The Syrian Refugee Crisis: A Common EU Response Needed

A- A A+

Towards civil war or conflict resolution?

The conflict in Syria has quickly escalated and prospects for peace – let alone peaceful regime change – seem unlikely. The human death toll is unknown. Accounts from the Britain-based Syrian Observatory for Human Rights claim over 17,000Syrian deaths (11,897 civilians, 4,348 soldiers and 884 military defectors).[1] The UN estimates that more than 10,000 people have been killed in Syria and tens of thousands displaced.[2]

Although the conflict has continued for 17 months, the beginnings of a downward spiral can be discerned. In the past month alone, there have been a number of army desertions, and high-ranking military and political officers have defected. International leaders, the UN, and the Arab League have implemented sanctions, and have called for a transitional government to replace Assad. The US, the EU, and certain Arab states have also been assisting the Syrian rebels – whether monetarily, or with weapons. The Syrian rebels, however, do not form a coherent group, as forces are divided between the Free Syrian Army and the salasfists, and attacks against the government have not yet led to a significant weakening of the regime.

Although initially wounding – particularly after the assassinations of four high-profile members of the regime – outcomes of Syrian rebel-led operations against the government remain unclear. If the rebellion is successful, could Assad fall? Would civil war, particularly between the new regime and potentially marginalized minority groups or Assad loyalists, follow? Syria’s complex communal context could turn any of its religious or linguistic groups into a target for violence: alongside a large Sunni majority, sizeable minorities comprise Shias (2 million, including Alawites), Christians (1.5 million), Druze (0.5 million), non-Arab Kurds (2 million), Palestinian refugees (close to 0.5 million), and Iraqi refugees (unknown number, possibly close to 100,000). If unsuccessful, could the regime unleash all the military powers of the state, leading to more deaths and refugee outflows?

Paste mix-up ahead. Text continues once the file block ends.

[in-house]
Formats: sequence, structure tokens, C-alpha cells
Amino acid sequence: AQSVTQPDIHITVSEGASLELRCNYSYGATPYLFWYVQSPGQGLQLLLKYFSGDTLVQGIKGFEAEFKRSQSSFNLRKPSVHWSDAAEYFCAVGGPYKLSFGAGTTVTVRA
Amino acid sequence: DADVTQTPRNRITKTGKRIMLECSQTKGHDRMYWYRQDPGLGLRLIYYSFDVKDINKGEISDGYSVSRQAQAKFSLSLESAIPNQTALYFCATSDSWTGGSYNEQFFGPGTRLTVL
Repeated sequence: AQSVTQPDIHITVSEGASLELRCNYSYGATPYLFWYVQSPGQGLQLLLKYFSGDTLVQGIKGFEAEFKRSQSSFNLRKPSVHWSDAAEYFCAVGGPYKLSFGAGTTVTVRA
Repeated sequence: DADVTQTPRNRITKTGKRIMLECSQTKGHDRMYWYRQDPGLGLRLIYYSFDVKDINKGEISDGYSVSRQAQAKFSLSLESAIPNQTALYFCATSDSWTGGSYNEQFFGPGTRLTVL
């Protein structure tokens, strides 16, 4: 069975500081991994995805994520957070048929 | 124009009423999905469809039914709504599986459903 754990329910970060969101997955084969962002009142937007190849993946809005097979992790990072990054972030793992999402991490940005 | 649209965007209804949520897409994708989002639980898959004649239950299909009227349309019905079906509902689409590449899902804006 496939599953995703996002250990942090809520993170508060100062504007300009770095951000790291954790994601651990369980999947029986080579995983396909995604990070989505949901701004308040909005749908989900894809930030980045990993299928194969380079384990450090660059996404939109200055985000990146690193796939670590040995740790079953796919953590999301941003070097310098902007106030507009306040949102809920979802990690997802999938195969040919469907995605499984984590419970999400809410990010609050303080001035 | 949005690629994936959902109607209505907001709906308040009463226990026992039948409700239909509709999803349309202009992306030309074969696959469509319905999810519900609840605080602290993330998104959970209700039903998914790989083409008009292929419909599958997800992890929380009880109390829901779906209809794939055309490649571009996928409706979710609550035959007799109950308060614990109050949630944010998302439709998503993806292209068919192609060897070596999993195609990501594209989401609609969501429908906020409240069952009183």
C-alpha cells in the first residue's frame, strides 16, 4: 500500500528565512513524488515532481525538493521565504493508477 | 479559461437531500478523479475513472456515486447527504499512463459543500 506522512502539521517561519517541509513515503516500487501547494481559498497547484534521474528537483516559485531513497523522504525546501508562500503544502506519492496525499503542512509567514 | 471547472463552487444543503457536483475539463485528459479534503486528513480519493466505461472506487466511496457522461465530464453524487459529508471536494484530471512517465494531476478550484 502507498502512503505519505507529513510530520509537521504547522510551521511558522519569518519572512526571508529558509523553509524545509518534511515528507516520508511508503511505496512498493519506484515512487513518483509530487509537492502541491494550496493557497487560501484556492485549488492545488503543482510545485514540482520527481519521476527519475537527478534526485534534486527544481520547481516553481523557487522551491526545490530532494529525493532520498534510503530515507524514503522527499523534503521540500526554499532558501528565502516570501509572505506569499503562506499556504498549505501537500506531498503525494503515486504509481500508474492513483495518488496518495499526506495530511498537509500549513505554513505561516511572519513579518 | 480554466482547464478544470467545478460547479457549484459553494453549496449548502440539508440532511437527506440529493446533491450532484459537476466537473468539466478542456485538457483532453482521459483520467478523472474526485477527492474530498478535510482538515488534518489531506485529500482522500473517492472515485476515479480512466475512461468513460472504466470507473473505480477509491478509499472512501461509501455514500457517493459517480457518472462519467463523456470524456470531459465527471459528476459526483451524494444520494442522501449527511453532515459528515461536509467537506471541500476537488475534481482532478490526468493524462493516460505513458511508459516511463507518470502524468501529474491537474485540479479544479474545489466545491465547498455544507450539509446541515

Refugee movement gaining momentum: Neighbours of Syria host the vast majority of refugees

As the rebel strikes intensify, and as the Syrian government responds with more retaliatory violence, thousands of refugees pour over Syrian borders. On 20 July, and within 48 hours, the UNHCR witnessed a doubling of the Syrian refugee population in Lebanon, with perhaps 30,000 Syrians crossing to Lebanon[3] – within one day’s time, it observed more than 3,000 Syrians flee into Iraq.[4]

Numbers of refugees assisted by UNHCR have almost tripled in three months from 45,633 on 18 April 2012 to 117,087 – with another 5,000 awaiting registration – on 24 July 2012. The vast majority have fled to neighbouring countries: on 24 July 2012, 42,682 were registered in Turkey; 35,911 in Jordan; 31,004 in Lebanon; and 7,490 in Iraq.[5] UNHCR and other global and local NGOs are working within these countries to provide basic needs support and essential services; however, services are increasingly limited, and access to basic needs and services is allocated unevenly or unattainable throughout countries of asylum. Israel is the only among Syria’s neighbours where no Syrian has yet tried to find shelter, but human rights movements have warned that its government should respect the principle of non-refoulement and not turn back those who may flee across its border.[6]

Turkey at the external border of the EU: Europe receiving more entries of Syrian refugees

As the numbers of Syrians escaping into neighbouring countries increases, numbers fleeing to Europe are also on the rise. Germany, the EU MS with the largest number of Syrian asylum applications, witnessed the number of Syrian asylum applications double within the first five months of 2012, from 295 in January to 615 in May, totalling 2,155 in this time period alone (compared with and 2,030 Syrian claims in 2010, and 3,440 in all of 2011). Sweden comes next with 865 Syrian claims from January through May 2012 (compared with 450 claims in 2010, and 635 in 2011).[7]